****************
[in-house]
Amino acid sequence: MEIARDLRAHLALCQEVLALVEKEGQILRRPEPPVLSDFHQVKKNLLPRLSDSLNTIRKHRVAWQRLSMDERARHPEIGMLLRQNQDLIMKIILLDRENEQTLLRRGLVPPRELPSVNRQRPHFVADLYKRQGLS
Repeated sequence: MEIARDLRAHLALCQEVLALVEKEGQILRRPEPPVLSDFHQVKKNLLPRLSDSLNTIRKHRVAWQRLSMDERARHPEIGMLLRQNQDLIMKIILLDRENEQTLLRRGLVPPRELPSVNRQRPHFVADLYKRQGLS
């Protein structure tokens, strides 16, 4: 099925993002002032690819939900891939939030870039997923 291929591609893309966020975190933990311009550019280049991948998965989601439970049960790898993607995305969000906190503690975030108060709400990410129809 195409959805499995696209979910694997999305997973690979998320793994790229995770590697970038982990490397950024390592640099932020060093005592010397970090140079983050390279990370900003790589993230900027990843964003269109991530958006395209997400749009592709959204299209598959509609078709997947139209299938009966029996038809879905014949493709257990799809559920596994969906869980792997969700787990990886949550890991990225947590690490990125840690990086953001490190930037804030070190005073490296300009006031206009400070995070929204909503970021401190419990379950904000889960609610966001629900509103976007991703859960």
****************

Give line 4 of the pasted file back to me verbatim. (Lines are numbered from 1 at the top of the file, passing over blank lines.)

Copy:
């Protein structure tokens, strides 16, 4: 099925993002002032690819939900891939939030870039997923 291929591609893309966020975190933990311009550019280049991948998965989601439970049960790898993607995305969000906190503690975030108060709400990410129809 195409959805499995696209979910694997999305997973690979998320793994790229995770590697970038982990490397950024390592640099932020060093005592010397970090140079983050390279990370900003790589993230900027990843964003269109991530958006395209997400749009592709959204299209598959509609078709997947139209299938009966029996038809879905014949493709257990799809559920596994969906869980792997969700787990990886949550890991990225947590690490990125840690990086953001490190930037804030070190005073490296300009006031206009400070995070929204909503970021401190419990379950904000889960609610966001629900509103976007991703859960």